The wheels of the rickshaw clinked through the dusty lanes. My bones rattled with the rickety rickshaw. I was on my way to the metro station on a cold Monday morning. The scenes were usual… children accompanied by sleepy parents waiting for their school bus, many walking towards the bus stop, others riding their way to the metro station.
But something was amiss, I realised. An entire landscape looked incomplete. Around 40-45 slum dwellers were left homeless. Their huts were razed to the ground. Their belongings were all over the road. The elders huddled in groups, trying to figure out what to do. Their children ran around the debris, looking for anything they might have missed.
These slums first sprouted in 2012 on empty ground. More and more families set up their huts in this space, as they migrated from other states to Delhi for a better standard of living. They had dreams of a better life which brought them to the capital.
As my mind rewound, my eyes caught the sight of the new 3-bedroom constructed apartments – each flat costing above ₹75 lakhs. I remembered hearing about the slum dwellers being asked to prepare to leave a month ago. But they had nowhere to go.
The municipal body had great plans for the now-empty ground. A park with a jogging track and an open gym would come up. And the visual imagery stuck with me for the entire day – the classy apartment and the empty ground full of debris side by side.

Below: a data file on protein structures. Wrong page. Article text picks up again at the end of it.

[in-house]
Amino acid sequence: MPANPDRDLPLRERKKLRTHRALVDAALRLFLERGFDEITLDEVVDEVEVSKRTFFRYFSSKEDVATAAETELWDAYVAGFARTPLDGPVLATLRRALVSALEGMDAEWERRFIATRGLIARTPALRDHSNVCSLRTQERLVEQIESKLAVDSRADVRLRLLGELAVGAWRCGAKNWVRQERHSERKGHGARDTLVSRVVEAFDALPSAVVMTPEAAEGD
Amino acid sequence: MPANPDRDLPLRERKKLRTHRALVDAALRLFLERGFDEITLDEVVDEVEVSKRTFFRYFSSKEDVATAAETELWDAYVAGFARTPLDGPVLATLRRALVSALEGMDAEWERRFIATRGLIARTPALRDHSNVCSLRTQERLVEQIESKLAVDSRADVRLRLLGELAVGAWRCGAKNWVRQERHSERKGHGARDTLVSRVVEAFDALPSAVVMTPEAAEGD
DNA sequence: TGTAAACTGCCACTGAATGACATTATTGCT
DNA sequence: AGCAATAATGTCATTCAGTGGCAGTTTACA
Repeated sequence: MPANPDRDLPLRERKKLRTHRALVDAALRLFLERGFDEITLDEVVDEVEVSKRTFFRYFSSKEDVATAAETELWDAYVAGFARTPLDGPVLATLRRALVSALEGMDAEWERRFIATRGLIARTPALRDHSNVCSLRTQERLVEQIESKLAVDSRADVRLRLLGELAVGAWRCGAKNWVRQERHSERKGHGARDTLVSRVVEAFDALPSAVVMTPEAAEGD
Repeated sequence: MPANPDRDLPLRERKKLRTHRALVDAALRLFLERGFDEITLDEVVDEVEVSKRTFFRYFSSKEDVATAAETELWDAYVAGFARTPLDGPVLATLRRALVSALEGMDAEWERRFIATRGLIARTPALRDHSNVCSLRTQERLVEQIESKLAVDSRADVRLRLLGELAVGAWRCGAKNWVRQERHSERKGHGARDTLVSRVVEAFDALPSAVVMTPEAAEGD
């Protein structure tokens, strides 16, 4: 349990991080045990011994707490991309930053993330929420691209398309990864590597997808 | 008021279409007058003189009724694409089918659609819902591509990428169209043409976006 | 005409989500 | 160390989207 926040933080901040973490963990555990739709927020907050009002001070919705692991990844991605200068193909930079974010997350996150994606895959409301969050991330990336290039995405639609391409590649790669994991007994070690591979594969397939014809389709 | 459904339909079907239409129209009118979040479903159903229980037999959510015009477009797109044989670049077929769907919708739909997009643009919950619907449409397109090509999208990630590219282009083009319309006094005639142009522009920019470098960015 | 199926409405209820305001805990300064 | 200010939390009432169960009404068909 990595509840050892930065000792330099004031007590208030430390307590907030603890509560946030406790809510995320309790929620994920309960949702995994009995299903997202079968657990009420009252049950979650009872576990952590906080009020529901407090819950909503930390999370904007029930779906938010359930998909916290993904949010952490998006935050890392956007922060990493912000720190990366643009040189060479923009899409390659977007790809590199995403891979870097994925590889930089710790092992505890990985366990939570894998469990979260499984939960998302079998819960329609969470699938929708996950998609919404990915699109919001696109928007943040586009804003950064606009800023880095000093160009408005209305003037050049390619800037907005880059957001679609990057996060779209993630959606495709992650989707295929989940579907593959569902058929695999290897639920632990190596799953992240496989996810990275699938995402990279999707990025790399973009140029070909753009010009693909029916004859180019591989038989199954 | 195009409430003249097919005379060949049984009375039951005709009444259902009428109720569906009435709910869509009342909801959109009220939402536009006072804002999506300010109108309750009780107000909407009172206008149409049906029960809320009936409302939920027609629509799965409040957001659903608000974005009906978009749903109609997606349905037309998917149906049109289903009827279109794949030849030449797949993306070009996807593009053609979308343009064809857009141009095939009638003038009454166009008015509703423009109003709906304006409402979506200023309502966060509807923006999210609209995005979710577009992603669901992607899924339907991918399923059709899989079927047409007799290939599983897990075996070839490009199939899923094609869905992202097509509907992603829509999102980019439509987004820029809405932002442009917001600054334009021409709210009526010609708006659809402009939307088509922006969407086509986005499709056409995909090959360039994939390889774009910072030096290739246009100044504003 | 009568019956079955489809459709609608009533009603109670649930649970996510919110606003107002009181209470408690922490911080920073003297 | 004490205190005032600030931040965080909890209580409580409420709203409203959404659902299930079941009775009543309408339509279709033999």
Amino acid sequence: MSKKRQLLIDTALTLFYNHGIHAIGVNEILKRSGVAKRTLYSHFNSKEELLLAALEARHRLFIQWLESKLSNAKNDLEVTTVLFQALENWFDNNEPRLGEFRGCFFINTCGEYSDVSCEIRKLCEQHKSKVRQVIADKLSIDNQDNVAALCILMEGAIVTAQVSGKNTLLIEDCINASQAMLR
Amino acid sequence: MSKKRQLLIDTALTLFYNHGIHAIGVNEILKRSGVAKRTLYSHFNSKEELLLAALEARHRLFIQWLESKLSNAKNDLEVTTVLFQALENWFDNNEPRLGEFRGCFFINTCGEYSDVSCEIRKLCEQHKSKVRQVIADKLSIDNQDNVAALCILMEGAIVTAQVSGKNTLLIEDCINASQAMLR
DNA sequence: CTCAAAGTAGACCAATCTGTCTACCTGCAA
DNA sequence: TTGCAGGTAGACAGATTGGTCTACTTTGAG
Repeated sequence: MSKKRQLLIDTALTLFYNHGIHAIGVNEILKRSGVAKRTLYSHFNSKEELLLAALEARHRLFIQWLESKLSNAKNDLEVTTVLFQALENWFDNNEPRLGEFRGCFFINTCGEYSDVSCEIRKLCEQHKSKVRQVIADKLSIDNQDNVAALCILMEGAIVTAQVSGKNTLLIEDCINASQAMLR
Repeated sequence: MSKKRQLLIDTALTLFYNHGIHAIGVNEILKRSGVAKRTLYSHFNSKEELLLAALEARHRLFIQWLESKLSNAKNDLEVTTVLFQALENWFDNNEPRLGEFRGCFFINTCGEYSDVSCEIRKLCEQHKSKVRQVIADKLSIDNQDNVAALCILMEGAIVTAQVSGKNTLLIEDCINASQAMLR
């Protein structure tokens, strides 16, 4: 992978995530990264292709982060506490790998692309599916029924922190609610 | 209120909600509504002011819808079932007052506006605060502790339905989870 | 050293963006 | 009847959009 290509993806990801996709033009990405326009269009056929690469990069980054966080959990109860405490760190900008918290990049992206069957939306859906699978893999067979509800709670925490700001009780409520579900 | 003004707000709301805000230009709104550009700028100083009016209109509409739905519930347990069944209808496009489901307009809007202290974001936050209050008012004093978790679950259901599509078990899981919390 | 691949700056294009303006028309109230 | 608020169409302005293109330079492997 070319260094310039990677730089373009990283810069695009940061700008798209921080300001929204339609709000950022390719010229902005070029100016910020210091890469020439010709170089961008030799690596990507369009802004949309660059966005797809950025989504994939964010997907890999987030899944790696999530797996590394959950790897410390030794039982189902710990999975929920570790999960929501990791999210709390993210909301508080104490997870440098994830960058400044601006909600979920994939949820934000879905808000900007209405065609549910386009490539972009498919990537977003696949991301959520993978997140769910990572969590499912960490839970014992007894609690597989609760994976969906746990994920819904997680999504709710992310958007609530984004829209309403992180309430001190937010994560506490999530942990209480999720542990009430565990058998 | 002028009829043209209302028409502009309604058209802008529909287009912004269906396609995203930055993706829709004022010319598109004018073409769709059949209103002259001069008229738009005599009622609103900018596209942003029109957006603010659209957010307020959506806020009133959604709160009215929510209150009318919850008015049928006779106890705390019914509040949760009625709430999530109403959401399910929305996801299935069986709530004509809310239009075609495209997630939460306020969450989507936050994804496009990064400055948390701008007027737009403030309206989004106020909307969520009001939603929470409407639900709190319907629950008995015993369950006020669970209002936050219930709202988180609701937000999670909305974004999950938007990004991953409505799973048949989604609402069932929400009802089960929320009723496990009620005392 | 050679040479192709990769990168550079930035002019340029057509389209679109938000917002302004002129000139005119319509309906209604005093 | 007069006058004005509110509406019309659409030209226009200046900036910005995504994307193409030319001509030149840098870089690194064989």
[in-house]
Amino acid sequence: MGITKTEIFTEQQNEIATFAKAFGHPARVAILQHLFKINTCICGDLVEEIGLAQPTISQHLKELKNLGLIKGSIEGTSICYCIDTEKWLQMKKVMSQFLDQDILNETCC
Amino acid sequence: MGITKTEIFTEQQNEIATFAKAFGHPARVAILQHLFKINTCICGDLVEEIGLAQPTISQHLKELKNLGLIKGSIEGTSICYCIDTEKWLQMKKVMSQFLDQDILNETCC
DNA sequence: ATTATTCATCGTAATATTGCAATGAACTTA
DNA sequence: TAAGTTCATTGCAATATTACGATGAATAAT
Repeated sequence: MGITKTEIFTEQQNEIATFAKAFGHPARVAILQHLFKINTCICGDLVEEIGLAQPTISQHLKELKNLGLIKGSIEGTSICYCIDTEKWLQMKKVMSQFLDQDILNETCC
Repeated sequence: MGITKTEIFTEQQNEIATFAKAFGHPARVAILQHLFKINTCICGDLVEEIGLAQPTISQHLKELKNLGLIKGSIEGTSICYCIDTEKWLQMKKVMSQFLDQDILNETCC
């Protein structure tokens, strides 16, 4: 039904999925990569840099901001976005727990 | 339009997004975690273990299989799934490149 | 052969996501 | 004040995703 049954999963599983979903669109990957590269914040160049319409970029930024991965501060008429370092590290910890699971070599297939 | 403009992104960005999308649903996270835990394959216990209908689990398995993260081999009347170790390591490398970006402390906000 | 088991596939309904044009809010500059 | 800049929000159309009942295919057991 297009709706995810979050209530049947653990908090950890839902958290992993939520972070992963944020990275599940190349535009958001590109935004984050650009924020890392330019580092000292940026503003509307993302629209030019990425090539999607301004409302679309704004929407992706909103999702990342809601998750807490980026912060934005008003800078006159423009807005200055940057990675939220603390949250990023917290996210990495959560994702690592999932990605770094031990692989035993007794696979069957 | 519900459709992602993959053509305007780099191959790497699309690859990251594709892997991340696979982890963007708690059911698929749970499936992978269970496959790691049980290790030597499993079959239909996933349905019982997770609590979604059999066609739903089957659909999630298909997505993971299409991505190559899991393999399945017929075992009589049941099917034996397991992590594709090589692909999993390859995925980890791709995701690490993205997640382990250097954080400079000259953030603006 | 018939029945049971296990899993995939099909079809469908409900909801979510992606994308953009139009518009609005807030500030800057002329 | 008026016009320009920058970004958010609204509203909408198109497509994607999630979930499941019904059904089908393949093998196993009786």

This speaks volumes about the economic inequality in our country and around the world. In a recent newspaper report, Oxfam talked about the Time To Care study that said the richest 10% of Indians have three-fourths of the nation’s wealth.
The article quotes Oxfam India’s CEO, “Our broken economies are lining the pockets of billionaires and big business at the expense of ordinary men and women… The gap between the rich and the poor cannot be resolved without deliberate inequality-busting policies, and too few governments are committed to these.”
But haven’t we seen glaring economic inequalities from the time we remember? Children working at dhabas and hotels, while children from better socio-economic status attending schools. I am reminded of children rescued from a bag-making factory in Delhi’s Karol Bagh, as they stitched together school bags for other children their age. Ironic, isn’t it?
Just look around you. Children begging at traffic signals, while you wait in your taxi on your way to work. Your domestic help breaking her back to clean your floors, while your child runs around with your expensive gadget.
Such is the inequality that the situation has deteriorated. And let’s add the declining GDP, increasing inflation, rising prices and job losses. India’s 2019 Gini Coefficient was 35.2 which ranked our country in the top 50 unequal countries. Gini Coefficient measures distribution intended to represent the income or wealth distribution of a nation, or in layman’s language, is the most commonly used measurement of inequality.
Now, as every article inspires you to take a call of action, I wonder what can we do here. Honestly, I don’t know.
We have read about solutions on different platforms, with most being policy level. I don’t even know the practical ones. Or can we do something more? As we go on with our daily routine, maybe we can ponder on this.